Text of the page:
Privacy and Security Online

In Week 5 of Intro to Digital Communications, we discussed media law, ethics, data security and privacy on the Internet. The class was tasked with finding an article related to any of the aforementioned topics. Mine was about the Snapchat photo leak that happened just last year. For those of you who don’t remember, hackers leaked 100,000 photos of mostly minors from a third-party application called SnapSaver.

But first, if you’re not familiar with the app called Snapchat, here’s a quick rundown of what it’s all about: Snapchat allows users to send and receive images and texts that instantly self-destruct and disappear within 10 seconds. The app stores each user’s email, phone and username and also keeps a log of the last 200 “snaps” that were sent or received, but no one is actually digging through it, supposedly. When a receiver screenshots your “snap,” to keep a memory of it, the sender is notified. All of this is supposed to protect our privacy, but does it?

Based on cases like the Snapchat situation, our class discussion sparked conversations about privacy and security online. Does it exist? What are current expectations about privacy online and are they reasonable?

While it’s true that Snapchat is an app that requires the trust of its consumers, Professor Strahler noted that not all of this “private information” is truly private. The primary set of laws that govern Snapchat’s ability to disclose user information lies within the Electronic Communications Privacy Act.

The Act states that they may share information about users in response to legal processes with or required by any applicable law, rule, or regulation to investigate or remedy potential violations of user agreements, policies…and the safety of us, users, or others. In other words, Snapchat can and will share our information in certain legal situations.

And that’s not all. According to an NBC article entitled “Online privacy fears are real,” I found that there exists some truly frightening stories of individuals being stalked, facing identity theft and more. CEO of privacy technology firm Privada Inc Rick Jackson reminds us that “There are a lot more people tracking you than you think. The data world is a very powerful and lucrative marketplace with a lot of players involved.”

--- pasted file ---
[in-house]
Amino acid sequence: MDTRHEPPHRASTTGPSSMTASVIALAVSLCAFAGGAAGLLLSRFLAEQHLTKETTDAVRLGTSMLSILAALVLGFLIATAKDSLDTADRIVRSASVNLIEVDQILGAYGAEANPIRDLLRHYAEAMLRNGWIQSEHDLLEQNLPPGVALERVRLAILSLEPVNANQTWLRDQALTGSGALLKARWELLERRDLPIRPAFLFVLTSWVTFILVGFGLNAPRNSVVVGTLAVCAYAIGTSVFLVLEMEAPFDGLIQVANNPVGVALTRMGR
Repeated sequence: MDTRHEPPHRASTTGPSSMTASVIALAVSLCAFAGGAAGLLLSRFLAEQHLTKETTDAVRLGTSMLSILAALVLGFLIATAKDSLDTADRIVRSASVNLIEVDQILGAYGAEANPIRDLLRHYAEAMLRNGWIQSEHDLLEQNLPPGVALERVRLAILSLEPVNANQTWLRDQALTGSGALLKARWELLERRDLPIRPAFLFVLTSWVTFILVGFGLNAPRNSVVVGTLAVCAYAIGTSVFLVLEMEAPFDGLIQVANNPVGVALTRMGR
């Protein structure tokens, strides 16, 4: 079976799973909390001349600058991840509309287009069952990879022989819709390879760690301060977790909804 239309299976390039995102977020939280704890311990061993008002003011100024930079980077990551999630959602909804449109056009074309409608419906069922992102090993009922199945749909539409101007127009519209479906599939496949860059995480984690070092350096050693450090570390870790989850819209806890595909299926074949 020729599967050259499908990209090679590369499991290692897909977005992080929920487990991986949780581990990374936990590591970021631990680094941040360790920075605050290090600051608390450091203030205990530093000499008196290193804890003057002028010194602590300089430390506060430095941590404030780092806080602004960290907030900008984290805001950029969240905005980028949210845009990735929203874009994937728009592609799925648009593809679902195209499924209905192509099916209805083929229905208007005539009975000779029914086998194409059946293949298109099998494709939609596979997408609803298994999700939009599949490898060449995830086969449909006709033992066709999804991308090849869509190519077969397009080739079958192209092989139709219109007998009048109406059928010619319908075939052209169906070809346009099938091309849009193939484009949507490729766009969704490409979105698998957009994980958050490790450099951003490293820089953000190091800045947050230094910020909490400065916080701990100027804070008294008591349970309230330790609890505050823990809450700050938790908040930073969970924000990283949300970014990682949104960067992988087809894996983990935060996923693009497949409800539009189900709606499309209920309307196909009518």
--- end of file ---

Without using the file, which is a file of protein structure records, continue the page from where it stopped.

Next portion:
According to the article, Jackson “points to a Washington Post story that revealed that 11 pharmaceutical companies — including Pfizer Inc., SmithKline Beecham PLC, Glaxo Wellcome PLC – had formed an alliance and were tracking every click consumers made across their sites, then comparing notes. Consumers were never told.”

In addition, we’re reminded of how the Internet first came to be. It was created as a free and open resource, never designed to protect individuals’ privacy. Now, here we are. Fears rising.

The lesson here is we should never post, send, or forward anything online that we would regret later. While we live in a world where we are all arguably obsessed with using apps, social media and the Internet, we have to keep in mind that once something’s online, it’s logged forever.

In the article “What We Post Online Is Forever, and We Need a Reminder,” Inc. writer Meredith Fineman summed it up nicely: “It’s a lot easier to control the conversation than it is to change it,” which is something I also mentioned in class. As online users we are largely responsible for what exists online. While we can’t control what other people will post about us in certain situations, we can control what we post, send, and forward.

So, to answer the earlier question: Apps like Snapchat, sites like Facebook and platforms like WordPress all exist in the online space. While we may feel some sense of privacy in posting a “private blog post” or sending a disappearing “snap,” none of those items are truly private.

To avoid running into a mess in the future, remember this: Before you send it, think about how you’ll feel if it resurfaced 1 day, 1 month, 10 years from now. Will it make you regret it? Will it harm you? If so, don’t follow through.

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